All England is in a suburban relation to [London] … Thanks to the tremendous system of coming and going, to the active, hospitable habits of the people, to the elaboration of the railway-service, the frequency and rapidity of trains, and last, though not least, to the fact that much of the loveliest scenery in England lies within a radius of fifty miles – thanks to all this [a Londoner] has rural picturesque at his door and may cultivate unlimited vagueness as to the line of division between centre and circumference. It is perfectly open to him to consider the remainder of the United Kingdom, or the British empire in general, or even, if he be an American, the total of the English- speaking territories of the globe, as the mere margin, the fitted girdle.

This haughty, exclusive veneration of cities runs through the entire 19th century, throughout continental Europe, and continues to influence us today. Yet this historical stage is hard to prolong, and in the cities there are crises everywhere you look: dreams of the countryside have never really come to the rescue, and imperial boundaries are vanishing. We 21st-century latecomers to London should learn to skirt around these illusions. After all, James also said the city was “as indifferent as nature herself to the single life.”

As the birthplace of urban modernity, London preceded other cities”

It felt as though my arrival by train in London opened up a sort of alternate space and time, whisking me down a different, accidental branch of road. Along the way you can see how several small, belly-like mounds rise from the horizon at the border of town and country; how the light is refracted through the air in different ways on brick and glass; how road barriers, sandbags, fences and debris alongside the tracks create a scene of utter desolation; how rows of warehouses, parking lots and Lidl discount stores stand guard on the city’s fringe, with trademarks and logos as their banners. You can see how, on the highways in the distance, goods trucks outnumber cars, and near the villages people take leisurely rides on bicycles. You can see how every stop is almost identical, like a miniature version of the central station, with just two platforms.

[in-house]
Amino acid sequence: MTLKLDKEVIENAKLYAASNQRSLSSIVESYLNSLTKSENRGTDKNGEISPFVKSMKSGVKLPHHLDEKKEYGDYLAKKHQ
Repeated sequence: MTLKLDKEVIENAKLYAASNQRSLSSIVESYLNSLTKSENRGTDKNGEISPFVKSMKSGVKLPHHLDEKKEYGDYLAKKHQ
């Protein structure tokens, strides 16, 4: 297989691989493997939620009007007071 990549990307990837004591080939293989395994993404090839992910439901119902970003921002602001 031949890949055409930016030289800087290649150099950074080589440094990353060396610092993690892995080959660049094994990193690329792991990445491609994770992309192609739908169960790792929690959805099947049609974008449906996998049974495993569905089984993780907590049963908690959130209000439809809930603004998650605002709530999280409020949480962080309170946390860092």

The British television series Philip K. Dick’s Electric Dreams has an episode that takes place in a station like this: when people reach a dead-end in their lives, they hop off the train and walk out toward the little villages in the open countryside. In this place, which appears on no map, time stops the moment before tragedy occurs, offering a fresh beginning.

This conceit may not be so fictional. The new centers and peripheries of our lives are being hashed out even now. London, like any other large metropolis, is no longer a fixed location, and even if we persist in calling such cities “centers,” they are simply convenient transit points to somewhere else. They extend in countless directions, and even themselves are in flight.

Language and writing today, while cutting one path after another through modern life, have also reached a sort of impasse. We easily slip into talking about love, loneliness, the lost meaning in our lives, ultimately repeating the same themes with only minor variations. We once again ask what the city center ultimately holds, and beyond the city, what broader, more distant spaces are possible. The “empty metropolis” does not refer to a material emptiness, nor even a spiritual void, but rather to the fact that “urban consciousness” is no longer so ready-made, can no longer be summed up in such offhand Jamesian hindsight. We naturally assume these things are all close at hand, but the closer something is, the harder it is to describe. ∎

A longer version of this essay originally appeared in Chinese as the introduction to One-Way Street Magazine no. 18, ‘The Empty Metropolis: Special Issue on Contemporary British Literature.’ This translation first appeared at NeoCha, has been edited for length, and is reproduced with permission. Click here to read the original Chinese.